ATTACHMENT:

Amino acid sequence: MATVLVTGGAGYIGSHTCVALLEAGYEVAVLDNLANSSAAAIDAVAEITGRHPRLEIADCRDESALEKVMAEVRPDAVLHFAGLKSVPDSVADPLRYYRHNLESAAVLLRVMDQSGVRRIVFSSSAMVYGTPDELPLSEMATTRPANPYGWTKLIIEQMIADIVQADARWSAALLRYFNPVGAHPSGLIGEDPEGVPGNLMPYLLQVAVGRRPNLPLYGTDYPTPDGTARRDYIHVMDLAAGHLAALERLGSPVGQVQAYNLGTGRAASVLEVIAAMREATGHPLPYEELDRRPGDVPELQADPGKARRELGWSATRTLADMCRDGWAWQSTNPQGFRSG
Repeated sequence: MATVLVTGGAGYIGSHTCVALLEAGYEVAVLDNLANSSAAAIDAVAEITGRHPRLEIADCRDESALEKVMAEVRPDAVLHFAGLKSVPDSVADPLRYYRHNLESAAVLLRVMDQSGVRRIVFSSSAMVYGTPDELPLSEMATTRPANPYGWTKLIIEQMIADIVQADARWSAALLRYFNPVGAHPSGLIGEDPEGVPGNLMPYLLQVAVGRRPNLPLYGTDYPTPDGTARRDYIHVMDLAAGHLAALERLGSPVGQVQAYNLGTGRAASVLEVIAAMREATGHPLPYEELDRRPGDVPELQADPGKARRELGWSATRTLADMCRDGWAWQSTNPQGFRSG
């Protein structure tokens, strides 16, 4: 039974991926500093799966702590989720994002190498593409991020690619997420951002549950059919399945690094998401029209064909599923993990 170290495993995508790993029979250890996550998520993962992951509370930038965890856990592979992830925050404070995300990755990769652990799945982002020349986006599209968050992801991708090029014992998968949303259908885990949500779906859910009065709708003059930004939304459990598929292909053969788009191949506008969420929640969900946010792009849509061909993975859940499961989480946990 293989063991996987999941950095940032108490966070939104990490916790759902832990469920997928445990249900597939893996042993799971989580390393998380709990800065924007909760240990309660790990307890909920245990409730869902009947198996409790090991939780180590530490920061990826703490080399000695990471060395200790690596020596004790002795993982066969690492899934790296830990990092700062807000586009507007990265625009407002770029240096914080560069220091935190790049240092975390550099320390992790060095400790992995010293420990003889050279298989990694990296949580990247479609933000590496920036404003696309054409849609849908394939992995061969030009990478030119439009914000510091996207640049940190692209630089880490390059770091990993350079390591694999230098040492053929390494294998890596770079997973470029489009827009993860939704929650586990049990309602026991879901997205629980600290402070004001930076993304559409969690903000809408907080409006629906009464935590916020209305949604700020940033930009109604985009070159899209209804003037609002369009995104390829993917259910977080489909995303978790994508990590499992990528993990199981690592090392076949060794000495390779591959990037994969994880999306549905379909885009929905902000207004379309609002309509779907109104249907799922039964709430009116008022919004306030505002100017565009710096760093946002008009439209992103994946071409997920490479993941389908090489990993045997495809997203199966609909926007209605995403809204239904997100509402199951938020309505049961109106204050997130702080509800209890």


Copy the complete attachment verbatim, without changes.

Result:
Amino acid sequence: MATVLVTGGAGYIGSHTCVALLEAGYEVAVLDNLANSSAAAIDAVAEITGRHPRLEIADCRDESALEKVMAEVRPDAVLHFAGLKSVPDSVADPLRYYRHNLESAAVLLRVMDQSGVRRIVFSSSAMVYGTPDELPLSEMATTRPANPYGWTKLIIEQMIADIVQADARWSAALLRYFNPVGAHPSGLIGEDPEGVPGNLMPYLLQVAVGRRPNLPLYGTDYPTPDGTARRDYIHVMDLAAGHLAALERLGSPVGQVQAYNLGTGRAASVLEVIAAMREATGHPLPYEELDRRPGDVPELQADPGKARRELGWSATRTLADMCRDGWAWQSTNPQGFRSG
Repeated sequence: MATVLVTGGAGYIGSHTCVALLEAGYEVAVLDNLANSSAAAIDAVAEITGRHPRLEIADCRDESALEKVMAEVRPDAVLHFAGLKSVPDSVADPLRYYRHNLESAAVLLRVMDQSGVRRIVFSSSAMVYGTPDELPLSEMATTRPANPYGWTKLIIEQMIADIVQADARWSAALLRYFNPVGAHPSGLIGEDPEGVPGNLMPYLLQVAVGRRPNLPLYGTDYPTPDGTARRDYIHVMDLAAGHLAALERLGSPVGQVQAYNLGTGRAASVLEVIAAMREATGHPLPYEELDRRPGDVPELQADPGKARRELGWSATRTLADMCRDGWAWQSTNPQGFRSG
């Protein structure tokens, strides 16, 4: 039974991926500093799966702590989720994002190498593409991020690619997420951002549950059919399945690094998401029209064909599923993990 170290495993995508790993029979250890996550998520993962992951509370930038965890856990592979992830925050404070995300990755990769652990799945982002020349986006599209968050992801991708090029014992998968949303259908885990949500779906859910009065709708003059930004939304459990598929292909053969788009191949506008969420929640969900946010792009849509061909993975859940499961989480946990 293989063991996987999941950095940032108490966070939104990490916790759902832990469920997928445990249900597939893996042993799971989580390393998380709990800065924007909760240990309660790990307890909920245990409730869902009947198996409790090991939780180590530490920061990826703490080399000695990471060395200790690596020596004790002795993982066969690492899934790296830990990092700062807000586009507007990265625009407002770029240096914080560069220091935190790049240092975390550099320390992790060095400790992995010293420990003889050279298989990694990296949580990247479609933000590496920036404003696309054409849609849908394939992995061969030009990478030119439009914000510091996207640049940190692209630089880490390059770091990993350079390591694999230098040492053929390494294998890596770079997973470029489009827009993860939704929650586990049990309602026991879901997205629980600290402070004001930076993304559409969690903000809408907080409006629906009464935590916020209305949604700020940033930009109604985009070159899209209804003037609002369009995104390829993917259910977080489909995303978790994508990590499992990528993990199981690592090392076949060794000495390779591959990037994969994880999306549905379909885009929905902000207004379309609002309509779907109104249907799922039964709430009116008022919004306030505002100017565009710096760093946002008009439209992103994946071409997920490479993941389908090489990993045997495809997203199966609909926007209605995403809204239904997100509402199951938020309505049961109106204050997130702080509800209890």